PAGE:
Born in Dusseldorf just after the end of World War II, German film director Wim Wenders grew up with an insatiable appetite for American movies. Not all that interested in big-budget products, he, instead, developed a fascination with B-movies, notably melodramas and Westerns. After studying Medicine and Philosophy in his native country, Wenders took up art in Paris (a mecca for viewing American films), and then returned to his homeland to attend Munich's Academy of Film and Television. Like many of his French movie-fan brethren, Wenders began his career writing film criticism before directing a few short subjects of his own, and, in 1970, he and several other young filmmakers formed a production-distribution firm, Filmverlag Der Autoren. Summer in the City (1970) was Wenders' first feature film, but it was his 1973 adaptation of Nathaniel Hawthorne's The Scarlet Letter that first brought him attention outside of Germany. The film included many accomplishments, most notably coaxing a superb performance from Senta Berger as Hester Prynne, and managing to make the landscapes of Spain resemble 17th century New England.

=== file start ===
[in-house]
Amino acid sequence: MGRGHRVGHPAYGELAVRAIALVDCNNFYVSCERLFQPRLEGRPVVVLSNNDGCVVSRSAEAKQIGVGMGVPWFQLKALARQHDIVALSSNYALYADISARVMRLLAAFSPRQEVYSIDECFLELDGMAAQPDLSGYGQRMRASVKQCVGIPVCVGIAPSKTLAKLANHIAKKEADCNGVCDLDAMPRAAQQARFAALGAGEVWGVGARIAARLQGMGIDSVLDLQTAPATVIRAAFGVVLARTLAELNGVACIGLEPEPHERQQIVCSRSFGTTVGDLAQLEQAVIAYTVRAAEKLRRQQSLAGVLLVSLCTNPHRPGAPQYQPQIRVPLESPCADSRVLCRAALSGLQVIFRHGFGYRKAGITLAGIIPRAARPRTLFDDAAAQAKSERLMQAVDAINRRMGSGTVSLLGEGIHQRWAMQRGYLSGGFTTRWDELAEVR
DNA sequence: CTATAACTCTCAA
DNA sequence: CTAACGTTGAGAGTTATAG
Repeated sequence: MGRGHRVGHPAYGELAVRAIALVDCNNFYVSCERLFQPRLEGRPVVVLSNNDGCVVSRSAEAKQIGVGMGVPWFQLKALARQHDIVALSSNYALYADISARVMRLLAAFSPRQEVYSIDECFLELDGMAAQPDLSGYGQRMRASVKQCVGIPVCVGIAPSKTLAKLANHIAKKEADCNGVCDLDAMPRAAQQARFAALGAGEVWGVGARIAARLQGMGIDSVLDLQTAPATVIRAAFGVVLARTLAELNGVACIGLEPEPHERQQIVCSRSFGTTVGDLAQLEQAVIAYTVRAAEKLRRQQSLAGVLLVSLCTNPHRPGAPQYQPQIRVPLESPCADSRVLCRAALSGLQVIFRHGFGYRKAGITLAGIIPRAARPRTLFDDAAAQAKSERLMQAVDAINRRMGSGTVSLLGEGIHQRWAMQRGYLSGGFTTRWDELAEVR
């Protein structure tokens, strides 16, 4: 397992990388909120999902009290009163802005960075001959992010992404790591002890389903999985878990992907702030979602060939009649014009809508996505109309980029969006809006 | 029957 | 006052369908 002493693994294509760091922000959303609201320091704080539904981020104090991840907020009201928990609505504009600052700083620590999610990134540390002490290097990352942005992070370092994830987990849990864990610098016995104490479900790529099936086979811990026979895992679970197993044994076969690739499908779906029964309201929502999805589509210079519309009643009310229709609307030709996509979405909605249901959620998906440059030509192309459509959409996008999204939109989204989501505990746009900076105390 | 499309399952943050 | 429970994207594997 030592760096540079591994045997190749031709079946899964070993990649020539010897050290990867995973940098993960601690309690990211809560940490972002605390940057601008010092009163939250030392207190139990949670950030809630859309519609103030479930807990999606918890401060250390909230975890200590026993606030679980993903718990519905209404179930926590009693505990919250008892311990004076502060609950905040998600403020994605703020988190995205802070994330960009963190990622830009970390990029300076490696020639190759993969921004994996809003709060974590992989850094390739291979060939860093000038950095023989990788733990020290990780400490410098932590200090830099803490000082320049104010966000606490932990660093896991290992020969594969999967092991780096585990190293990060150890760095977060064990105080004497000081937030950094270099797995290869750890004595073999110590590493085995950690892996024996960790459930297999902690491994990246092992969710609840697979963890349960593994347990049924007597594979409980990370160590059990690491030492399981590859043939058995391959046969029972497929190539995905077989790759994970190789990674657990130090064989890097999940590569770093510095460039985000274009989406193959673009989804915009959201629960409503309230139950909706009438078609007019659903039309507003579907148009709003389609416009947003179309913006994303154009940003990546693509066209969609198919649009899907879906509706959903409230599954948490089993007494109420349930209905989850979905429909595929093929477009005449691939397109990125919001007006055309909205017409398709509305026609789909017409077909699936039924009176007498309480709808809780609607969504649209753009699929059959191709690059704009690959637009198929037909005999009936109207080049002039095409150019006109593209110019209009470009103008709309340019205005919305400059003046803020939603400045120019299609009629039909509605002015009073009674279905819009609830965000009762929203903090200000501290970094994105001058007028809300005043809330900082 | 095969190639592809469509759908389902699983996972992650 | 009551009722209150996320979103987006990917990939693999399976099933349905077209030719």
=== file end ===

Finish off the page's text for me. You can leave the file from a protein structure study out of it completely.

At this point, Wenders began his road movie cycle, inspired by such American pictures as Easy Rider (1970) and Two-Lane Blacktop (1971). Three films in this genre followed in quick succession: Alice in the Cities (1974), The Wrong Move (1975), and Kings of the Road (1976). For his first English-language picture, The American Friend (1977), Wenders cast three of his American movie idols: actor Dennis Hopper (director/star of Easy Rider) and "cult" directors Nicholas Ray (Rebel Without a Cause) and Samuel Fuller (The Steel Helmet). Wenders would later co-direct Lightning Over Water (1980) with Ray.